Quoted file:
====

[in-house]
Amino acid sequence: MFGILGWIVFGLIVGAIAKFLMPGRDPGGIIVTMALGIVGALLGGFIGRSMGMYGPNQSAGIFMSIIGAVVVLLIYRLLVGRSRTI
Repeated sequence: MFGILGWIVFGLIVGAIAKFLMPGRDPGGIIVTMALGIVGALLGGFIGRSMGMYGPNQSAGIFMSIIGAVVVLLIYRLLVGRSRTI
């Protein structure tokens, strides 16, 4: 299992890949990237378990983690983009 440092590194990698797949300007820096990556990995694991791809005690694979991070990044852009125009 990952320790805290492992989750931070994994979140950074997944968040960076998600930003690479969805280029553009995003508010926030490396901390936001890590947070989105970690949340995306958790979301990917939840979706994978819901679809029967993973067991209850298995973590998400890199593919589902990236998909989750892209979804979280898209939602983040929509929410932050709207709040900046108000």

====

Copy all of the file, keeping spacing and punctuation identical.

[in-house]
Amino acid sequence: MFGILGWIVFGLIVGAIAKFLMPGRDPGGIIVTMALGIVGALLGGFIGRSMGMYGPNQSAGIFMSIIGAVVVLLIYRLLVGRSRTI
Repeated sequence: MFGILGWIVFGLIVGAIAKFLMPGRDPGGIIVTMALGIVGALLGGFIGRSMGMYGPNQSAGIFMSIIGAVVVLLIYRLLVGRSRTI
């Protein structure tokens, strides 16, 4: 299992890949990237378990983690983009 440092590194990698797949300007820096990556990995694991791809005690694979991070990044852009125009 990952320790805290492992989750931070994994979140950074997944968040960076998600930003690479969805280029553009995003508010926030490396901390936001890590947070989105970690949340995306958790979301990917939840979706994978819901679809029967993973067991209850298995973590998400890199593919589902990236998909989750892209979804979280898209939602983040929509929410932050709207709040900046108000």